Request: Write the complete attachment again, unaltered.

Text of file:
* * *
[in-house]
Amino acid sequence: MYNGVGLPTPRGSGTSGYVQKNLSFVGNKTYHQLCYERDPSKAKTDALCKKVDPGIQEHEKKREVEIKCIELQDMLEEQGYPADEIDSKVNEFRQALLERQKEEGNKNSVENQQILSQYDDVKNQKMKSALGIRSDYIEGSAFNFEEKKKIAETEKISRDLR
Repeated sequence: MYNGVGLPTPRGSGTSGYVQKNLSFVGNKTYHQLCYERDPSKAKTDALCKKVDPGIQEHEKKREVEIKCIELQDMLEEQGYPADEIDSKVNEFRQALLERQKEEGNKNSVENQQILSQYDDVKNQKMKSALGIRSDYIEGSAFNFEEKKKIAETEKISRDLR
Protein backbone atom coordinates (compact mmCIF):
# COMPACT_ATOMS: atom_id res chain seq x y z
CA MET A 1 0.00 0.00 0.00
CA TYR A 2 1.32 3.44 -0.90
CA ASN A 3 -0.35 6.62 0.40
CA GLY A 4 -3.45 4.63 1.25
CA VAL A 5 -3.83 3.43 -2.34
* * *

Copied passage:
[in-house]
Amino acid sequence: MYNGVGLPTPRGSGTSGYVQKNLSFVGNKTYHQLCYERDPSKAKTDALCKKVDPGIQEHEKKREVEIKCIELQDMLEEQGYPADEIDSKVNEFRQALLERQKEEGNKNSVENQQILSQYDDVKNQKMKSALGIRSDYIEGSAFNFEEKKKIAETEKISRDLR
Repeated sequence: MYNGVGLPTPRGSGTSGYVQKNLSFVGNKTYHQLCYERDPSKAKTDALCKKVDPGIQEHEKKREVEIKCIELQDMLEEQGYPADEIDSKVNEFRQALLERQKEEGNKNSVENQQILSQYDDVKNQKMKSALGIRSDYIEGSAFNFEEKKKIAETEKISRDLR
Protein backbone atom coordinates (compact mmCIF):
# COMPACT_ATOMS: atom_id res chain seq x y z
CA MET A 1 0.00 0.00 0.00
CA TYR A 2 1.32 3.44 -0.90
CA ASN A 3 -0.35 6.62 0.40
CA GLY A 4 -3.45 4.63 1.25
CA VAL A 5 -3.83 3.43 -2.34